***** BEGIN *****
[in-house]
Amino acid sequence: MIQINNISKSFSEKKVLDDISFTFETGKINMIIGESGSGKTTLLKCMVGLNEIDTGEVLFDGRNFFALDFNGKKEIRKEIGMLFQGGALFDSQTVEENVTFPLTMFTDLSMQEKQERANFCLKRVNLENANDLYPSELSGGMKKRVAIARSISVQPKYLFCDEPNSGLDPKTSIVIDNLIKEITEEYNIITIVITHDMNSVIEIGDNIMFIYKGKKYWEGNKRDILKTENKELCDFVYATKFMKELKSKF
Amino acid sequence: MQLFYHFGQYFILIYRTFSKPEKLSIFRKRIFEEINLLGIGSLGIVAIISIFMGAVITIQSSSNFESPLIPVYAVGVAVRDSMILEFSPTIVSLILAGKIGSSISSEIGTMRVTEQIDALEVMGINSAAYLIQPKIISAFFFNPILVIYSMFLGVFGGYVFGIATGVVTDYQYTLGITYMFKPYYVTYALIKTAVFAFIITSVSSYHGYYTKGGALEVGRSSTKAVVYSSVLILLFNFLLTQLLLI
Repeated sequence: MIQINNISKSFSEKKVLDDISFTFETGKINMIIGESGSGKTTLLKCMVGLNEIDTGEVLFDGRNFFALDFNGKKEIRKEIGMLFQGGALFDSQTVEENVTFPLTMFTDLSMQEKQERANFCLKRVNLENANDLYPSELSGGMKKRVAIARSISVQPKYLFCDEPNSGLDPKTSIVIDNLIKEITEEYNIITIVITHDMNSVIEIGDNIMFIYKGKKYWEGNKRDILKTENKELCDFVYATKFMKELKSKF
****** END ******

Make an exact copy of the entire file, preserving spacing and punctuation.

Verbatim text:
[in-house]
Amino acid sequence: MIQINNISKSFSEKKVLDDISFTFETGKINMIIGESGSGKTTLLKCMVGLNEIDTGEVLFDGRNFFALDFNGKKEIRKEIGMLFQGGALFDSQTVEENVTFPLTMFTDLSMQEKQERANFCLKRVNLENANDLYPSELSGGMKKRVAIARSISVQPKYLFCDEPNSGLDPKTSIVIDNLIKEITEEYNIITIVITHDMNSVIEIGDNIMFIYKGKKYWEGNKRDILKTENKELCDFVYATKFMKELKSKF
Amino acid sequence: MQLFYHFGQYFILIYRTFSKPEKLSIFRKRIFEEINLLGIGSLGIVAIISIFMGAVITIQSSSNFESPLIPVYAVGVAVRDSMILEFSPTIVSLILAGKIGSSISSEIGTMRVTEQIDALEVMGINSAAYLIQPKIISAFFFNPILVIYSMFLGVFGGYVFGIATGVVTDYQYTLGITYMFKPYYVTYALIKTAVFAFIITSVSSYHGYYTKGGALEVGRSSTKAVVYSSVLILLFNFLLTQLLLI
Repeated sequence: MIQINNISKSFSEKKVLDDISFTFETGKINMIIGESGSGKTTLLKCMVGLNEIDTGEVLFDGRNFFALDFNGKKEIRKEIGMLFQGGALFDSQTVEENVTFPLTMFTDLSMQEKQERANFCLKRVNLENANDLYPSELSGGMKKRVAIARSISVQPKYLFCDEPNSGLDPKTSIVIDNLIKEITEEYNIITIVITHDMNSVIEIGDNIMFIYKGKKYWEGNKRDILKTENKELCDFVYATKFMKELKSKF